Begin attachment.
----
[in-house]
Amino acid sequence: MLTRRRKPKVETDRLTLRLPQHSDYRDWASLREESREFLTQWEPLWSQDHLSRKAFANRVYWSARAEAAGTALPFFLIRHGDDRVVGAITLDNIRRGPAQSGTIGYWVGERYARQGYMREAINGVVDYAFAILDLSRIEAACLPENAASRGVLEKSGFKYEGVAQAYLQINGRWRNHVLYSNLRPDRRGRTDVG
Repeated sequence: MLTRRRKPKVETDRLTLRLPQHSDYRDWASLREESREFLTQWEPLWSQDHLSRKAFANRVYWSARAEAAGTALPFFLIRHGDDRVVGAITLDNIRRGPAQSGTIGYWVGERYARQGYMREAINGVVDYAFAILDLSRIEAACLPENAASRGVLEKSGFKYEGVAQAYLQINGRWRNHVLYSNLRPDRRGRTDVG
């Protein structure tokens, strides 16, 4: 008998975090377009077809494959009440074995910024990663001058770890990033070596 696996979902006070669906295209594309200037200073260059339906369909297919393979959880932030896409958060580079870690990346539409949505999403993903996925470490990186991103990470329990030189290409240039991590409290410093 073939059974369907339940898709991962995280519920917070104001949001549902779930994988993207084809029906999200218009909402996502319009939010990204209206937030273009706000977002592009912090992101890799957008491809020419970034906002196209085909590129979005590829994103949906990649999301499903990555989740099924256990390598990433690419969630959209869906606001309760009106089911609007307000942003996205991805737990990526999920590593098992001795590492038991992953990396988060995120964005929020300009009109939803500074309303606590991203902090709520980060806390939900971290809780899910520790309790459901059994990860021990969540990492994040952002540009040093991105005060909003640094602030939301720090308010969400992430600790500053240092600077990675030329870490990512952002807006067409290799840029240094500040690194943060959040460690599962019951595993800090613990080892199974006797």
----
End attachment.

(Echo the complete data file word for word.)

[in-house]
Amino acid sequence: MLTRRRKPKVETDRLTLRLPQHSDYRDWASLREESREFLTQWEPLWSQDHLSRKAFANRVYWSARAEAAGTALPFFLIRHGDDRVVGAITLDNIRRGPAQSGTIGYWVGERYARQGYMREAINGVVDYAFAILDLSRIEAACLPENAASRGVLEKSGFKYEGVAQAYLQINGRWRNHVLYSNLRPDRRGRTDVG
Repeated sequence: MLTRRRKPKVETDRLTLRLPQHSDYRDWASLREESREFLTQWEPLWSQDHLSRKAFANRVYWSARAEAAGTALPFFLIRHGDDRVVGAITLDNIRRGPAQSGTIGYWVGERYARQGYMREAINGVVDYAFAILDLSRIEAACLPENAASRGVLEKSGFKYEGVAQAYLQINGRWRNHVLYSNLRPDRRGRTDVG
């Protein structure tokens, strides 16, 4: 008998975090377009077809494959009440074995910024990663001058770890990033070596 696996979902006070669906295209594309200037200073260059339906369909297919393979959880932030896409958060580079870690990346539409949505999403993903996925470490990186991103990470329990030189290409240039991590409290410093 073939059974369907339940898709991962995280519920917070104001949001549902779930994988993207084809029906999200218009909402996502319009939010990204209206937030273009706000977002592009912090992101890799957008491809020419970034906002196209085909590129979005590829994103949906990649999301499903990555989740099924256990390598990433690419969630959209869906606001309760009106089911609007307000942003996205991805737990990526999920590593098992001795590492038991992953990396988060995120964005929020300009009109939803500074309303606590991203902090709520980060806390939900971290809780899910520790309790459901059994990860021990969540990492994040952002540009040093991105005060909003640094602030939301720090308010969400992430600790500053240092600077990675030329870490990512952002807006067409290799840029240094500040690194943060959040460690599962019951595993800090613990080892199974006797």